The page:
TWO- SPIRIT ELDER AND FILMMAKER
I grew up in the bush in South Eastern Manitoba in the 1950s. We harvested the forest, had our gardens and lived off the land. We lived in cabins and didn’t have electricity until I was 12. The nearest town was 10 miles away.
I remember watching how the adults behaved and how my grandma would grab the blueberries and put her hand on me saying, “Remember where they come from and leave some for the birds.”
In 1961, when I was 15, we had to move because the forest we were living in was turned into a provincial park with all the cutting rights going to big pulp and paper companies. We moved to a small town where I started going to high school. Before that I never felt poor but then we were cut off from all that. I am the oldest of 12 kids so I started raising my siblings at a young age as we couldn’t afford to send me to study after school. There were not too many choices for women who didn’t want to get married so when I was 18 I joined a convent and became a Roman Catholic nun.
I had many experiences and opportunities in the Church that I wouldn’t have had otherwise. And it was a time of great change in the world: the challenging of the patriarchy by the women’s movement, social justice and theologies.
I was involved in social action and was arrested many times but my own community wasn’t supporting me, as if I was invisible. My spirit would not last there. I stopped going to church because it made me too angry and I was challenging the patriarchal heterosexism stuff.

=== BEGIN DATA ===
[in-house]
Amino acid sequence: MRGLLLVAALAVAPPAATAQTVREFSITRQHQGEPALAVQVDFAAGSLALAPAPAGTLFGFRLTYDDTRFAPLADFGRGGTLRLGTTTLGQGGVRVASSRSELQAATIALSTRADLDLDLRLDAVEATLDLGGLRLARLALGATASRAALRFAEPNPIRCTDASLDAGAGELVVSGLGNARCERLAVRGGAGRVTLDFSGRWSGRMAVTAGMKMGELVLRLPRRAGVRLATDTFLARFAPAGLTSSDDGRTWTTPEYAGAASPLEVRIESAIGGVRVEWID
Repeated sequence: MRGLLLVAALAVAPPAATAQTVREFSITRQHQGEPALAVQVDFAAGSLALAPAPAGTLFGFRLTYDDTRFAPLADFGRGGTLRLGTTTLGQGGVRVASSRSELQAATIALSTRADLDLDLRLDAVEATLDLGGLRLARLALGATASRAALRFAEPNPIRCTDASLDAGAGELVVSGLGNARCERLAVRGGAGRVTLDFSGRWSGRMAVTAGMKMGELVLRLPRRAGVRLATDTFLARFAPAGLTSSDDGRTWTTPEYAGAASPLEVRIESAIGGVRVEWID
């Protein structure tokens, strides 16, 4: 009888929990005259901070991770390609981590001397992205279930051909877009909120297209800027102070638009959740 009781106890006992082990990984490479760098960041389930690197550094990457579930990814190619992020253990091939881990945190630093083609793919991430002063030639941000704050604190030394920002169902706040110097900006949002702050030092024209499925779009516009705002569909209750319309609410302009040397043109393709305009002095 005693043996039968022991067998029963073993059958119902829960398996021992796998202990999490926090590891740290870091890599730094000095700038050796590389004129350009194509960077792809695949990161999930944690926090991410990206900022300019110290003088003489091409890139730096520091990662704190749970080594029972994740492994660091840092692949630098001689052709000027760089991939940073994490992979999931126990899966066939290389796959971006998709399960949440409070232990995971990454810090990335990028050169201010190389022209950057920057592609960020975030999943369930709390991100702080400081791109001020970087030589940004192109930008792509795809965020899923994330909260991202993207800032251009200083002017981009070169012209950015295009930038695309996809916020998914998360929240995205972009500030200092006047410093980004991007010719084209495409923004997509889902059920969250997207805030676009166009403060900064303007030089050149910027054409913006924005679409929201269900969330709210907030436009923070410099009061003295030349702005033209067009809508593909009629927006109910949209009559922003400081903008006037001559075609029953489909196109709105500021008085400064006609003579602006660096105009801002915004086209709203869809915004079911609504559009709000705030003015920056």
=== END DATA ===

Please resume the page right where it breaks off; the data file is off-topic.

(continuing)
I worked in literacy and social- action programmes and started the Native
Women’s Transition Centre and a shelter for youth on the street.
I never came out as a lesbian, I never felt the need but started the two- spirit programme at OutSaskatoon because there was no place for us five years ago in the LGBT+ community.
I have been going to two- spirit gatherings since the 1990s. We talked about creating a term to describe indigenous queer people not based on LGBT+ gender sex types and it was at one of the first gatherings that Myra Laramee suggested the name two- spirit from a dream she had. It meant the queer indigenous person had a spiritual world view, so a lot of gay First Nations people don’t call themselves two- spirit because it is about spirit or the practice of the traditional ways. We continue to excavate through the colonial trash, digging further and further to find our place in the community, our roles, responsibilities and medicines.
The definition of what two- spirit means can differ from community to community, nation to nation.
There is no one rule in our community for defining people; it’s up to them to determine. It is about each person’s gifts and purpose.
About 10 years ago, I started being called elder: I’m 71 now. I didn’t like being an elder, I still find it difficult but the community decides when a person is chosen.
Some elders are traditional knowledge keepers, some are medicine people, some are spiritual and cultural people who have been trained from when they were little to hold ceremonies.
In the two- spirit community they started calling me elder because they needed someone like me to be their rock, their grandma, their auntie.
I am not worried about us losing our culture. In the past 30 years I have seen that we fast and we sweat and we pray for that knowledge to come back.
And it does, it’s in our DNA, it’s in the stars, it’s in the spirit world, it is not far away. We just have to ask for it.
WE HARVESTED THE FOREST HAD OUR GARDENS AND LIVED OFF